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Language Development

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National Institute on Deafness and other Communication Disorders

Language Development

The most intensive period of speech and language development for humans is during the first three years of life, a period when the brain is developing and maturing. These skills appear to develop best in a world that is rich with sounds, sights, and exposure to the speech of others.

There is increasing evidence suggesting that there are "critical periods" for speech and language development in infants and young children. This means that the developing brain is best able to absorb a language. The beginning signs of communication occur during the first few days of life when an infant learns that a cry will bring food, comfort, and companionship. As they grow, infants begin to sort out the speech sounds that compose the words of their language. Research has shown that by six months of age, most children recognize the basic sounds of their native language.
As the speech mechanism (jaw, lips, and tongue) and voice mature, an infant is able to make controlled sound. This begins in the first few months of life with "cooing." By six months of age, an infant usually babbles or produces repetitive syllables such as "ba, ba" or "da, da." Babbling soon turns into a type of nonsense speech that often has the tone of  human speech but does not contain real words. By the end of their first year, most children have the ability to say a few simple words.
By eighteen months of age, most children can say eight to ten words. By age two, most are putting words together, such as "more milk." During this period, children learn that words represent objects, actions, and thoughts. At this age they also engage in pretend play. At ages three, four, and five, a child's vocabulary rapidly increases, and he or she begins to master the rules of language.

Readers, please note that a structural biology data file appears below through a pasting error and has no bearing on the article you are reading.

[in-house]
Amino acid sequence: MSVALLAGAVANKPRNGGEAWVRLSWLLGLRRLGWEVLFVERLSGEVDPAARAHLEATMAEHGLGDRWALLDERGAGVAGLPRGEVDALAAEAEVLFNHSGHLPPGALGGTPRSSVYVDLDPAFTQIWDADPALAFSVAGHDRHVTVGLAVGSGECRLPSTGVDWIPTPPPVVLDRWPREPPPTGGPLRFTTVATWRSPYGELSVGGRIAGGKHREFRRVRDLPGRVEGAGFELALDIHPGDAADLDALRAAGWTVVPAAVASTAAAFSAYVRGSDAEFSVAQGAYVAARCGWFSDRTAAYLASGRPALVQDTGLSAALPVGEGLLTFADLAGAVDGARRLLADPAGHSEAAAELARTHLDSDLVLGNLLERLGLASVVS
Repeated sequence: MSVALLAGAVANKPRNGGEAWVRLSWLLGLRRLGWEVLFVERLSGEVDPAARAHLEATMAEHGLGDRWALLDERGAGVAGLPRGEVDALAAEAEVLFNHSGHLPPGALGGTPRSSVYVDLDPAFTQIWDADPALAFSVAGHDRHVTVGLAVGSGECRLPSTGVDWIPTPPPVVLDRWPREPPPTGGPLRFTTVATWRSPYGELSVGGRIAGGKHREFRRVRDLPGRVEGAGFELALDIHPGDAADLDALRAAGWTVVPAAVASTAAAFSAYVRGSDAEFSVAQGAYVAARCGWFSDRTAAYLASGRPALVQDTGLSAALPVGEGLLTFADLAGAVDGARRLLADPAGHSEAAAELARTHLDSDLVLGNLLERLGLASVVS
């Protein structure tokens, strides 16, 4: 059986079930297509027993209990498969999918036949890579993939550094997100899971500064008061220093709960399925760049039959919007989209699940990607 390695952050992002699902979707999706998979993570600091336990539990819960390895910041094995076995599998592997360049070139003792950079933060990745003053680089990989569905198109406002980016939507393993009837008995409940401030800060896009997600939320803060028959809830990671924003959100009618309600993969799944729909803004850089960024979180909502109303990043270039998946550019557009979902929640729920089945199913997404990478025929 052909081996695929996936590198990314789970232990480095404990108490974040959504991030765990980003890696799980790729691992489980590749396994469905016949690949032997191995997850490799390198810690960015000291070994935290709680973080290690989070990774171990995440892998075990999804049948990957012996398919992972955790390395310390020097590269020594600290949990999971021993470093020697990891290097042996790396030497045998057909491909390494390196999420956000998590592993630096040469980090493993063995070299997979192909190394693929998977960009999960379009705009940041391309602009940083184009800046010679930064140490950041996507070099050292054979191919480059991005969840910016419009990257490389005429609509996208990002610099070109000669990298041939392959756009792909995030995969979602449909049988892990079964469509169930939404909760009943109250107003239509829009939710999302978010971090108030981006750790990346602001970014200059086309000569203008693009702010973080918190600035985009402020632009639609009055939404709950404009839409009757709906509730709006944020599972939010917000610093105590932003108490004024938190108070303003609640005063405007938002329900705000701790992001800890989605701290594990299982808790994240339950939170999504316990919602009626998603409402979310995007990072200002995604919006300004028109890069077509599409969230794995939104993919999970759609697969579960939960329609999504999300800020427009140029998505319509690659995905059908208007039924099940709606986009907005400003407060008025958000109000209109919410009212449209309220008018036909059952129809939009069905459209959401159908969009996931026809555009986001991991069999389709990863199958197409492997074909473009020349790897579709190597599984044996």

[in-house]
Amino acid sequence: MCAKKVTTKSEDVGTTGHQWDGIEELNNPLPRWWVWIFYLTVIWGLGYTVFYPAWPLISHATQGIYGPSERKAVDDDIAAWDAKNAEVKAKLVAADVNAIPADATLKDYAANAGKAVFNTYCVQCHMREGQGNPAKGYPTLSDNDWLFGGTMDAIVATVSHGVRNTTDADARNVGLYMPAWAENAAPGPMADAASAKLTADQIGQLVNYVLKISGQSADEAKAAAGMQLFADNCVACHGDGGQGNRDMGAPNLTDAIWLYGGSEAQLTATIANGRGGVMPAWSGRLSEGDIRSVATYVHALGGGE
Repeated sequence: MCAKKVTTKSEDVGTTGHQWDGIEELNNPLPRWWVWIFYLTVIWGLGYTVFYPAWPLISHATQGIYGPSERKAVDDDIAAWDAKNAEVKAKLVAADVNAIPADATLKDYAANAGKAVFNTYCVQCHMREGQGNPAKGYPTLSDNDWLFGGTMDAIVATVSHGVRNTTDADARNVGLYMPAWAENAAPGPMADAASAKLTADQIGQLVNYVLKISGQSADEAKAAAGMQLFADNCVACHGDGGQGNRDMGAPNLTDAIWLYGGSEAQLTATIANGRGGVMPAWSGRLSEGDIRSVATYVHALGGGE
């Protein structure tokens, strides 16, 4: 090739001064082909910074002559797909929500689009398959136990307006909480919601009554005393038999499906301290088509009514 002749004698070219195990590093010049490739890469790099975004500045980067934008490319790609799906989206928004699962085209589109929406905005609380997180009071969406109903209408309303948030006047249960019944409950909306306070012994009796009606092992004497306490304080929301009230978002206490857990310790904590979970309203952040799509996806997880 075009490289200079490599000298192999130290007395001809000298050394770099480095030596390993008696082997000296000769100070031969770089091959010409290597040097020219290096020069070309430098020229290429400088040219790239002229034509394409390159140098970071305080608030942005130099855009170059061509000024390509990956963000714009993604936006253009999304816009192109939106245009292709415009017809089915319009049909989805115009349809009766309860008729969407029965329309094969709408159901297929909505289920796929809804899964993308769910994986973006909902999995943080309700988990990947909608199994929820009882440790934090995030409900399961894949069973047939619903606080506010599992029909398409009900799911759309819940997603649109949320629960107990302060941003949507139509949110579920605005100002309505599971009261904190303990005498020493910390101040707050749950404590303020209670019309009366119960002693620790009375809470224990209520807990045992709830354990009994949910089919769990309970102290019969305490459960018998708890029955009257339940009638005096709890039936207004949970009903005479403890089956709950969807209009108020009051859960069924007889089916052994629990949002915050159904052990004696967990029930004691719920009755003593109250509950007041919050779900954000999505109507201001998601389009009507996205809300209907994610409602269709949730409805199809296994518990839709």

Birth to 5 months

Reacts to loud sounds.
Turns head toward a sound source.
Watches your face when you speak.
Vocalizes pleasure and displeasure sounds (laughs, giggles, cries, or fusses).
Makes noise when talked to.

6 - 11 months

Understands "no-no".
Babbles (says "ba-ba-ba" or "ma-ma-ma").
Tries to communicate by actions or gestures.
Tries to repeat your sounds.

12 - 17 months

Attends to a book or toy for about two minutes.
Follows simple directions accompanied by gestures.
Answers simple questions nonverbally.
Points to objects, pictures, and family members.
Says two to three words to label a person or object (pronunciation may not be clear).
Tries to imitate simple words.

18 - 23 months

Enjoys being read to.
Follows simple commands without gestures.
Points to simple body parts such as "nose."
Understands simple verbs such as "eat," "sleep."
Says 8 to 10 words (pronunciation may still be unclear).
Asks for common foods by name.

2 - 3 years

Knows about 50 words at 24 months.
Knows some concepts such as "in," "on."
Knows pronouns such as "you," "me," "her."
Knows descriptive words such as "big," "happy."
Says around 40 words at 24 months.
Answers simple questions.
Speaks in two to three word phrases.

3 - 4 years

Groups objects such as foods, clothes, etc.
Identifies colors.
Uses most speech sounds but may distort some of the more difficult sounds such as l, r, s, sh,ch, y, v, z, th. These sounds may not be fully mastered until age 7 or 8.
Able to describe the use of objects such as "fork," "car," etc
Strangers are able to understand much of what is said.
Has fun with language. Enjoys poems and recognizes language absurdities such as, "Is that an elephant on your head?"
Uses verbs that end in "ing," such as "walking," "talking."
Answers simple questions such as "What do you do when you are hungry?"

4 - 5 years

Understands concepts such as "behind," "next to.
Speech is understandable but makes mistakes pronouncing long, difficult, or complex words such as “hippopotamus."
Says about 200 - 300 different words.
Describes how to do things such as painting a picture.
Answers "why" questions.

5 years

Understands more than 2,000 words.
Understands time sequences (what happened first, second, third, etc.)
Carries out a series of three directions.
Understands rhyming.
Engages in conversation.
Describes objects.
Uses imagination to create stories.

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